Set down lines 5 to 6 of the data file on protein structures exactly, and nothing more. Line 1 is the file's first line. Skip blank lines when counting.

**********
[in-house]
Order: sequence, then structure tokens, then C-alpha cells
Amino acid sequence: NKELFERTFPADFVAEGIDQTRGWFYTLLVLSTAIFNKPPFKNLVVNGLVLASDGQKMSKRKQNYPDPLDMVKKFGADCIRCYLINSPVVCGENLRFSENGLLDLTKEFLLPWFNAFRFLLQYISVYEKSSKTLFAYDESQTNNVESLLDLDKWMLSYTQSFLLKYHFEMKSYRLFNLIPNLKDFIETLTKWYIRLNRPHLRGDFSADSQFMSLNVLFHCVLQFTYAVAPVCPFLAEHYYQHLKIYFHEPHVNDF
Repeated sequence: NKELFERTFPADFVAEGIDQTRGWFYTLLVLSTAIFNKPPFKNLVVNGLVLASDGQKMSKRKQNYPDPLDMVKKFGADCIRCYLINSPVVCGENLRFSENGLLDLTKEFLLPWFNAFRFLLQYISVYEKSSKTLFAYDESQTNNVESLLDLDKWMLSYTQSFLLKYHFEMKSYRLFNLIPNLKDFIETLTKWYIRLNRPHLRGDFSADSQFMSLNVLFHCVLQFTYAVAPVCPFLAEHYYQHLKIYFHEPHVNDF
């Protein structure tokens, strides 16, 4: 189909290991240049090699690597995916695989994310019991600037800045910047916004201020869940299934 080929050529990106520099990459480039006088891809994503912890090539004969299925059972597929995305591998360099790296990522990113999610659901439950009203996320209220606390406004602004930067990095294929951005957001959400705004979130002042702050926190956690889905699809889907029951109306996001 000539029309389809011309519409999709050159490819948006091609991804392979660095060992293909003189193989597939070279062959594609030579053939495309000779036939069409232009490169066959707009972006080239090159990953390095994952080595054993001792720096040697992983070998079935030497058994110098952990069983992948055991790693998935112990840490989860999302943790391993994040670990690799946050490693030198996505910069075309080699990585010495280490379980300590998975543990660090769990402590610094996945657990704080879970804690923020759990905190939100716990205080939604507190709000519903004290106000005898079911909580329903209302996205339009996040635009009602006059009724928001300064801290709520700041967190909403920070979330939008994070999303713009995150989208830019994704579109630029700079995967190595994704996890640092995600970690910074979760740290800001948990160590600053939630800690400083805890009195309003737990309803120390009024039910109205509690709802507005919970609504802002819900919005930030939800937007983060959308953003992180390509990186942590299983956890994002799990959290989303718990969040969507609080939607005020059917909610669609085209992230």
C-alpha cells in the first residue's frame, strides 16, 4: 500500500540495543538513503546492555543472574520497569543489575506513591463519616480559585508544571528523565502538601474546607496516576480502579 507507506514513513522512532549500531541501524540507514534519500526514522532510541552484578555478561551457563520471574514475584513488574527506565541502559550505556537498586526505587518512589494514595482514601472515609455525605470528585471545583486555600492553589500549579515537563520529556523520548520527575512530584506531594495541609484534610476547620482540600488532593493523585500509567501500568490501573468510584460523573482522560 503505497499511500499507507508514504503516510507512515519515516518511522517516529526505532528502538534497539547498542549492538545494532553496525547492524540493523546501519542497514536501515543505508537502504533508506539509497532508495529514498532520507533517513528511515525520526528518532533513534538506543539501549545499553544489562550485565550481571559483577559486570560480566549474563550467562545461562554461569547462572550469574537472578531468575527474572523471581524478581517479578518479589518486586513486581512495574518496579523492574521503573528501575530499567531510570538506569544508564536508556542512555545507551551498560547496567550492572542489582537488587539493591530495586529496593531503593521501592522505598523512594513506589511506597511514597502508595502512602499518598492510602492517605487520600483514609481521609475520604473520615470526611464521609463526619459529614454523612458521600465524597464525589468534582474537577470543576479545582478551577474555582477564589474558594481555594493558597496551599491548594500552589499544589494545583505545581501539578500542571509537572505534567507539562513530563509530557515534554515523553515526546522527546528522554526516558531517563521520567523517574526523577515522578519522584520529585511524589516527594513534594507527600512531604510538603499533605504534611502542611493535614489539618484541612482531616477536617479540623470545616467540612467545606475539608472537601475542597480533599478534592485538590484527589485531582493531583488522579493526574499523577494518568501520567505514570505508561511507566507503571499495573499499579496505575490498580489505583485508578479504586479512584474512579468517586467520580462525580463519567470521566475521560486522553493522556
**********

């Protein structure tokens, strides 16, 4: 189909290991240049090699690597995916695989994310019991600037800045910047916004201020869940299934 080929050529990106520099990459480039006088891809994503912890090539004969299925059972597929995305591998360099790296990522990113999610659901439950009203996320209220606390406004602004930067990095294929951005957001959400705004979130002042702050926190956690889905699809889907029951109306996001 000539029309389809011309519409999709050159490819948006091609991804392979660095060992293909003189193989597939070279062959594609030579053939495309000779036939069409232009490169066959707009972006080239090159990953390095994952080595054993001792720096040697992983070998079935030497058994110098952990069983992948055991790693998935112990840490989860999302943790391993994040670990690799946050490693030198996505910069075309080699990585010495280490379980300590998975543990660090769990402590610094996945657990704080879970804690923020759990905190939100716990205080939604507190709000519903004290106000005898079911909580329903209302996205339009996040635009009602006059009724928001300064801290709520700041967190909403920070979330939008994070999303713009995150989208830019994704579109630029700079995967190595994704996890640092995600970690910074979760740290800001948990160590600053939630800690400083805890009195309003737990309803120390009024039910109205509690709802507005919970609504802002819900919005930030939800937007983060959308953003992180390509990186942590299983956890994002799990959290989303718990969040969507609080939607005020059917909610669609085209992230």
C-alpha cells in the first residue's frame, strides 16, 4: 500500500540495543538513503546492555543472574520497569543489575506513591463519616480559585508544571528523565502538601474546607496516576480502579 507507506514513513522512532549500531541501524540507514534519500526514522532510541552484578555478561551457563520471574514475584513488574527506565541502559550505556537498586526505587518512589494514595482514601472515609455525605470528585471545583486555600492553589500549579515537563520529556523520548520527575512530584506531594495541609484534610476547620482540600488532593493523585500509567501500568490501573468510584460523573482522560 503505497499511500499507507508514504503516510507512515519515516518511522517516529526505532528502538534497539547498542549492538545494532553496525547492524540493523546501519542497514536501515543505508537502504533508506539509497532508495529514498532520507533517513528511515525520526528518532533513534538506543539501549545499553544489562550485565550481571559483577559486570560480566549474563550467562545461562554461569547462572550469574537472578531468575527474572523471581524478581517479578518479589518486586513486581512495574518496579523492574521503573528501575530499567531510570538506569544508564536508556542512555545507551551498560547496567550492572542489582537488587539493591530495586529496593531503593521501592522505598523512594513506589511506597511514597502508595502512602499518598492510602492517605487520600483514609481521609475520604473520615470526611464521609463526619459529614454523612458521600465524597464525589468534582474537577470543576479545582478551577474555582477564589474558594481555594493558597496551599491548594500552589499544589494545583505545581501539578500542571509537572505534567507539562513530563509530557515534554515523553515526546522527546528522554526516558531517563521520567523517574526523577515522578519522584520529585511524589516527594513534594507527600512531604510538603499533605504534611502542611493535614489539618484541612482531616477536617479540623470545616467540612467545606475539608472537601475542597480533599478534592485538590484527589485531582493531583488522579493526574499523577494518568501520567505514570505508561511507566507503571499495573499499579496505575490498580489505583485508578479504586479512584474512579468517586467520580462525580463519567470521566475521560486522553493522556